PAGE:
It may not be stellar, but the top 6-month return on our CD Rates Leaderboard has certainly been rock-steady.
A single bank has led all competitors for most of 15 months with an unwavering 1.05% APY on nationally available 6-month certificates.
Unfortunately, that means the top yield is the same as before the Federal Reserve raised interest rates in December.
And it means many savers are still better off with one of the high-yield savings or money market accounts on our Savings Account Leaderboard.
But at least 6-month CDs haven’t lost ground since the Fed’s hike — something that’s disappointingly happened in four of the seven major CD terms we track here.
As always, shopping locally may earn you more from a credit union or community bank. We know of four deals that outpay the national leader, with one offering 1.74% APY.
As for what’s in the cards for another Fed rate increase, the expectations are fairly dour. But with the rate-setting committee’s next meeting a week away, we’ll tell you what we know.
The top national yields
From last April until mid-February, MySavingsDirect sat at the top of the national 6-month rankings with no competition, paying 1.05% APY.
Until then, it was the only bank to pay more than 1 percent over the last five years.
But Live Oak Bank added a little blip to the 6-month lead history, when it briefly offered 1.10% APY in February.
Alas, its rate was more promotion than long-term stake, because within two weeks, it lowered its rate to 1.00% APY.
That brought our Leaderboard back to 1.05% APY from stalwart MySavingsDirect, with its reign now extended to 15 months (minus Live Oak’s 12 days).
With four banks now paying at least 1.00% APY, we’re faring much better than the post-recession low of 0.80% APY we saw in 2012.
Still, an increase in the top rate is really what savers need.
MySavingsDirect is one of three online portals run by Emigrant Bank, New York City’s oldest bank.
Operating exclusively online with no branches, it offers a lean menu of one savings account and three certificates of deposit.
Top National 6-month CDs
|AloStar Bank of Commerce||1.01%||$1,000|
|Live Oak Bank||1.00%||$2,500|
|California First National Bank||1.00%||$5,000||First Internet Bank of Indiana||0.90%||$1,000|
|Colorado Federal Savings Bank||0.90%||$5,000|
|EH National Bank||0.88%||$10,000|
|BAC Florida Bank||0.87%||$1,500|
|Triumph Savings Bank||0.85%||$1,000|
|The Federal Savings Bank||0.80%||$10,000|
|Bank of Internet USA||0.75%||$1,000|
|Pacific National Bank||0.75%||$1,000|
We update these rankings every day banks are open, with the top tier of offers appearing on our CD Rates Leaderboard.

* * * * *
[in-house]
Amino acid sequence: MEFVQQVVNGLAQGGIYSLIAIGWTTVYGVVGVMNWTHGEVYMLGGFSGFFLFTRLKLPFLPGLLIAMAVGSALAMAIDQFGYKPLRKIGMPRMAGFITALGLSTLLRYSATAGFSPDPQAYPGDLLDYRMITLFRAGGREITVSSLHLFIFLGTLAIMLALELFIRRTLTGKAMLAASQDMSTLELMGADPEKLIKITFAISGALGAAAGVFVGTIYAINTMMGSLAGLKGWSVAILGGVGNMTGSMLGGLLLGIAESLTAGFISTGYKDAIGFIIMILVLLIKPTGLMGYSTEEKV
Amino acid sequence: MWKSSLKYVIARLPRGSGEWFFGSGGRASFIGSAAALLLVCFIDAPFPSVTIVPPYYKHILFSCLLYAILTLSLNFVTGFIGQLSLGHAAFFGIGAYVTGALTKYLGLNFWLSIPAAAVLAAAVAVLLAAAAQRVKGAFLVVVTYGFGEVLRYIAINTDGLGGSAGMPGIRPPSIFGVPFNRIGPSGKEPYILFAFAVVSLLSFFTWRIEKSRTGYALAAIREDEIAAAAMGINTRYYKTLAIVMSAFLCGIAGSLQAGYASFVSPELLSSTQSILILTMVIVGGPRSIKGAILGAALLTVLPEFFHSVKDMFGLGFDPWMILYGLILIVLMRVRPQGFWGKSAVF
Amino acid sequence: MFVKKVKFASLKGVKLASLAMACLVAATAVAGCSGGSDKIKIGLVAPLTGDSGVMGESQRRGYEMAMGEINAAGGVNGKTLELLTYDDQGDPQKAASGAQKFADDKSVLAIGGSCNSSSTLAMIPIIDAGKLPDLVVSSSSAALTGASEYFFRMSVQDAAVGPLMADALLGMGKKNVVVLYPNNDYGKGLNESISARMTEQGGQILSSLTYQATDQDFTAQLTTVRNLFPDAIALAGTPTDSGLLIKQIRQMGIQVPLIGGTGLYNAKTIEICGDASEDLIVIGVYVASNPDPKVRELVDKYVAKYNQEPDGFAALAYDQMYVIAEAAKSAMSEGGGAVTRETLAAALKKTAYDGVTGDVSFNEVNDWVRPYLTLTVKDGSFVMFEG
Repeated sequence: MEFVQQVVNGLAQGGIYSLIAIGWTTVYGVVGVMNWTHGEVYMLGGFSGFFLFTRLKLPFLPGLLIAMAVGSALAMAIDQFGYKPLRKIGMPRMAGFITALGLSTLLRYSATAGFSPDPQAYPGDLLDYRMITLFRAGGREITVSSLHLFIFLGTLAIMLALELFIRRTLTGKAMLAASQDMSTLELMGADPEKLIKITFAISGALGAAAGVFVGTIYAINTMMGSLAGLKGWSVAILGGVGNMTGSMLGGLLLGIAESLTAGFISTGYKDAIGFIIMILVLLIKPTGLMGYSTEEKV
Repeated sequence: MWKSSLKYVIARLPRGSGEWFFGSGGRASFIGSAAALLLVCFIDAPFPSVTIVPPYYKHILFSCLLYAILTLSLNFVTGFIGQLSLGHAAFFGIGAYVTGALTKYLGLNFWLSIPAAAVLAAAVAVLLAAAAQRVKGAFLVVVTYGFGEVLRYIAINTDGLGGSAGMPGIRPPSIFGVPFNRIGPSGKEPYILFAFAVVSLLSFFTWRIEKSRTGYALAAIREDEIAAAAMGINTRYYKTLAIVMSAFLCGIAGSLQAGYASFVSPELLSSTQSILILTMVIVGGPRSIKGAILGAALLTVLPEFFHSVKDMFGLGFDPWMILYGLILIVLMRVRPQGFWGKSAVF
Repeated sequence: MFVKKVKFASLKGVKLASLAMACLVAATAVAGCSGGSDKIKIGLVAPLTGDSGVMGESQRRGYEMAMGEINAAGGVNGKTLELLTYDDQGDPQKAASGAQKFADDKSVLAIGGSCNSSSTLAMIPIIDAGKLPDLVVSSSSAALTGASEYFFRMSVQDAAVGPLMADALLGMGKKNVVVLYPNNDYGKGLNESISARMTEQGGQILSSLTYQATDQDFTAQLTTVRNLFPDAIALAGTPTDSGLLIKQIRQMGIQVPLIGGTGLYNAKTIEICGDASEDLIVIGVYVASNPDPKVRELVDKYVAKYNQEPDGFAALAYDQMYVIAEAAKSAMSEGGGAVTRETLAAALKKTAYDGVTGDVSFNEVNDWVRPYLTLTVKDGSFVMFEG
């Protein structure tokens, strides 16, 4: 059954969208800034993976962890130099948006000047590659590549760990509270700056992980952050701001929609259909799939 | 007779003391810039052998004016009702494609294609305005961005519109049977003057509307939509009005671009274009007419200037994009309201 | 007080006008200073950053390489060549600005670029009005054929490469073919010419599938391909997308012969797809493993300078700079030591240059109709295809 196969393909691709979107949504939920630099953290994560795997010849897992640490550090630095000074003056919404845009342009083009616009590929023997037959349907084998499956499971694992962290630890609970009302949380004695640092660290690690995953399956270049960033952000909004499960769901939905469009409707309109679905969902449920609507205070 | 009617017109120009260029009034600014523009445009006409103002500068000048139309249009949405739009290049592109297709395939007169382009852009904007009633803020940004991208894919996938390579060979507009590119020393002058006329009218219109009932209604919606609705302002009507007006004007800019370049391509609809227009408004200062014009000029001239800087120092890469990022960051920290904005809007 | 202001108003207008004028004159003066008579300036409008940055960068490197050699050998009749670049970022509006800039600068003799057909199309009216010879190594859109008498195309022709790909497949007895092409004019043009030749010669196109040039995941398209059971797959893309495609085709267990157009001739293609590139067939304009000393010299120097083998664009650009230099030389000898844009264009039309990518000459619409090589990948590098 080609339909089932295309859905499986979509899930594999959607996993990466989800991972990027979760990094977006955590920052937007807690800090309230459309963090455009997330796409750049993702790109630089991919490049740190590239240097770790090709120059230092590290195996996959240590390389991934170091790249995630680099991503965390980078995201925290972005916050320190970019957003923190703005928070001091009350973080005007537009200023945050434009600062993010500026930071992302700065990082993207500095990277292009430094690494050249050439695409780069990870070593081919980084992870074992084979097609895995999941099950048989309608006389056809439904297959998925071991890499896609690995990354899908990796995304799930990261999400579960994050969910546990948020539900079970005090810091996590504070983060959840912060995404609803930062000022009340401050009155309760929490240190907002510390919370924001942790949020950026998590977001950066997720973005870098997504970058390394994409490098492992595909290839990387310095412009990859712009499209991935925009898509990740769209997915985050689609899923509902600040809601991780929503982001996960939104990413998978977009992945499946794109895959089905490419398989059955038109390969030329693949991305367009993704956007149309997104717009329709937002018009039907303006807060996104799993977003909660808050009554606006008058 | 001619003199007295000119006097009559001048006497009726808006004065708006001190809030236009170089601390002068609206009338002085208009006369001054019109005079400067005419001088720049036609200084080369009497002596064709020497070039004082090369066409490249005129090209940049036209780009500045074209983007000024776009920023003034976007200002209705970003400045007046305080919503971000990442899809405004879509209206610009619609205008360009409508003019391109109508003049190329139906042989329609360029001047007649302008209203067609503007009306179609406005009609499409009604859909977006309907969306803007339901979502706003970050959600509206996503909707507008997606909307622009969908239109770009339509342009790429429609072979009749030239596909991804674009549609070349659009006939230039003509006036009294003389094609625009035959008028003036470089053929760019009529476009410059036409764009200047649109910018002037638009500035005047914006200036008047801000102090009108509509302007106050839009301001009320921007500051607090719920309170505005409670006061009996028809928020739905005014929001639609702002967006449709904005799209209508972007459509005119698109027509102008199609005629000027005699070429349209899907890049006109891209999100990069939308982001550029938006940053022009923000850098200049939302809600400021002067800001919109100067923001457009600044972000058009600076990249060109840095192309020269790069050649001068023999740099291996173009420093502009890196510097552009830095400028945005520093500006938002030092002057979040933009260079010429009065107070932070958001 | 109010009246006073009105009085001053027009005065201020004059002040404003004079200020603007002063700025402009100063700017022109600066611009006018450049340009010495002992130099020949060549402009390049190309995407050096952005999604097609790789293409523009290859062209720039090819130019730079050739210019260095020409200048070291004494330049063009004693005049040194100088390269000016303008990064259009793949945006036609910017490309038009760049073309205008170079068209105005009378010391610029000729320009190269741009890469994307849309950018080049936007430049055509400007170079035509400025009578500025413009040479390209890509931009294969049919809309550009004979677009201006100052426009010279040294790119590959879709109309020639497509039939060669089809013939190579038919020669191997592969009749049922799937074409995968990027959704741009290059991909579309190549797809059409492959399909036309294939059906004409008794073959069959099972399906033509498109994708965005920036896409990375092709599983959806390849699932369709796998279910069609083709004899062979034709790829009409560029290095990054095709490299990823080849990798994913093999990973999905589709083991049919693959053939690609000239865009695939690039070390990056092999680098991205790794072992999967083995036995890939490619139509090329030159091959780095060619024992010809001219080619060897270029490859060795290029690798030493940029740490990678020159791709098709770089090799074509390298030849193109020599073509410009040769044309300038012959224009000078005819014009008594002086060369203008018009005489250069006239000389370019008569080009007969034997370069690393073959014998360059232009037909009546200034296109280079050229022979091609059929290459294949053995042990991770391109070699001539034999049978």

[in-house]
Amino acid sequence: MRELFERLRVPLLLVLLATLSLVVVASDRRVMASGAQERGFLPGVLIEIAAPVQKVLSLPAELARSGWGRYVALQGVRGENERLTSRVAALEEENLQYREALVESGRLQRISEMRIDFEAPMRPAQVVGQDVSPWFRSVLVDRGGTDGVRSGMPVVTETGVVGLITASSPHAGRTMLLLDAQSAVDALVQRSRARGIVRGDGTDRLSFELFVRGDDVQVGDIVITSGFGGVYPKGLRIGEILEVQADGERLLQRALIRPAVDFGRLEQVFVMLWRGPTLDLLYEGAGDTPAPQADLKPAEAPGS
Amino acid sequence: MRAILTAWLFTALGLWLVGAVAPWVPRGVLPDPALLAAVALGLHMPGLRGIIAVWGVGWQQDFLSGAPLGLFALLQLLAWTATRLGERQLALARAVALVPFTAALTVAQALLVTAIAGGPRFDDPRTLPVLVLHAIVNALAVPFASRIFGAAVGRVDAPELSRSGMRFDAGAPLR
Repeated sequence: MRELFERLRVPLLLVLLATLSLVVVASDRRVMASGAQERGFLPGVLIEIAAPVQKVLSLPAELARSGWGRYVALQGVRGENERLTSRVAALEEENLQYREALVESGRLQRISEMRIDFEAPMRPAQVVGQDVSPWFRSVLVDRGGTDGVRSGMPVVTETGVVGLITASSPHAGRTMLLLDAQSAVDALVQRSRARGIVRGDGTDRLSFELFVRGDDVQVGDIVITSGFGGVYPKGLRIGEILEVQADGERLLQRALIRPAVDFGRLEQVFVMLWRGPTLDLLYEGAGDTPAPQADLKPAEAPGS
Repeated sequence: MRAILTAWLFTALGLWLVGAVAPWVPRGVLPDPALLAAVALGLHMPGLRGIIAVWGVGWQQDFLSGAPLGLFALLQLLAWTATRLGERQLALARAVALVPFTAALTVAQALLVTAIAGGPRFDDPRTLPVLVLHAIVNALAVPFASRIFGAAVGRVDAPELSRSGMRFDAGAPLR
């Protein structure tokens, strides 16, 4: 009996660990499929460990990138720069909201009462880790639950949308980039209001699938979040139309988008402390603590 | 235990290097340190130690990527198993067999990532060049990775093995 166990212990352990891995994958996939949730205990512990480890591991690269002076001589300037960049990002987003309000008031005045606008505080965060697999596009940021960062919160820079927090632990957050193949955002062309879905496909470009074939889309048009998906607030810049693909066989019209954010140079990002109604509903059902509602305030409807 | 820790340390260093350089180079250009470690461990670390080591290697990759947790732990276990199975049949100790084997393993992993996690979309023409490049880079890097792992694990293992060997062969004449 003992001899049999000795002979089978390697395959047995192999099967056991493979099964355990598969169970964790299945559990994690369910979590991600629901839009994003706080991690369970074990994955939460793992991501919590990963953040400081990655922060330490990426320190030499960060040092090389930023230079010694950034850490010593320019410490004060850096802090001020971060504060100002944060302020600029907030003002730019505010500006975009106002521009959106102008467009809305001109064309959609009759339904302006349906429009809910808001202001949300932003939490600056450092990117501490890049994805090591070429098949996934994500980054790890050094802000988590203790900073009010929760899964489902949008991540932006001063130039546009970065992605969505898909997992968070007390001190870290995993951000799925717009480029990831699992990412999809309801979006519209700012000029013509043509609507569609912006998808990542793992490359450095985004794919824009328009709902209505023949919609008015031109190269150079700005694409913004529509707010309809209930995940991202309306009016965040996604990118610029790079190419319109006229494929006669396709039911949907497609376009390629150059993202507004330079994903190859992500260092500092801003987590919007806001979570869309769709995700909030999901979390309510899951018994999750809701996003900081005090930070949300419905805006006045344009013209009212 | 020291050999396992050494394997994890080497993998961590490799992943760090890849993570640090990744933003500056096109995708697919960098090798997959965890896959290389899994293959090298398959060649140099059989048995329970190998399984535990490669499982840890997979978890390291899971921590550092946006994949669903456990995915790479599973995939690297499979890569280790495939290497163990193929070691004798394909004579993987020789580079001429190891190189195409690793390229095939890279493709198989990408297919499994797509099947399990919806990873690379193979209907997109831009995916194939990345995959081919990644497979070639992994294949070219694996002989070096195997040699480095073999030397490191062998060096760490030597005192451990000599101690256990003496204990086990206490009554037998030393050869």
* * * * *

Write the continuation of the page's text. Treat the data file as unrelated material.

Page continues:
But before locking into any certificate of deposit, it’s always prudent to search Bankrate’s extensive database of the best CD rates to make sure you’re getting your absolute best deal of the day.
Earn more with local deals
As our readers know, the very best rates in the country are usually from a community bank or a credit union requiring CD buyers to jump through a hoop or two.
For a 6-month term, we’re currently aware of four offers that outpay MySavingsDirect’s 1.05% APY, although restrictions on who may open them are somewhat limiting.
Top Local 6-Month CD Rates
|Peoples Transport Federal Credit Union||New Jersey||1.74%||$500|
|Self Reliance New York Federal Credit Union||New York||1.41%||$500|
|LOMTO Federal Credit Union||New York||1.10%||$2,000|
|Telco Credit Union||North Carolina||1.06%||$1,000|
|Federal Employees Credit Union||Alabama||1.05%||$500|
|Mil-Way Federal Credit Union||Arkansas, Texas||1.05%||$2,500|
In addition to these, deals with shorter and longer terms appear in our full roundup of the top-paying CDs from credit unions and community banks around the country.
Waiting on the Fed
All of these deals are far better than what you’ll find at most banks, where the national 6-month average remains a pitiful 0.18% APY.
That’s a trivial gain from the record-low 0.14% APY we saw in June 2014.
Rewind to February 2007 and the national average return was 3.50% APY — a reasonable rate of return by most historical standards.
The huge disparity between then and now comes from the Fed’s decision to stem the economy’s bleeding by pushing short-term interest rates to record lows during the 2008 financial crisis — and tethering them there.
That chilly seven-year period finally concluded in December, when the Fed’s rate-setting committee launched what was then forecasted to be a series of small, gradual hikes over the next several years.
So far there’s been just the one increase, and the modest bump sadly hasn’t moved many banks to improve their rate sheets.
So when can we expect another boost?
The Fed’s still waiting for the economy to show a healthy inflation rate, and now Brexit has thrown uncertainty into global markets. These and other factors have given the Fed pause on whether our economy’s ready for a second hike.
Although its committee will meet July 26-27, essentially no one predicts a rate increase this time. In fact, most on Wall Street bet the next increase won’t come until at least September, and maybe even December or sometime in 2017.
What does seem clear is that without another nudge from the Fed, there’s little reason to expect relief for savers in the meantime.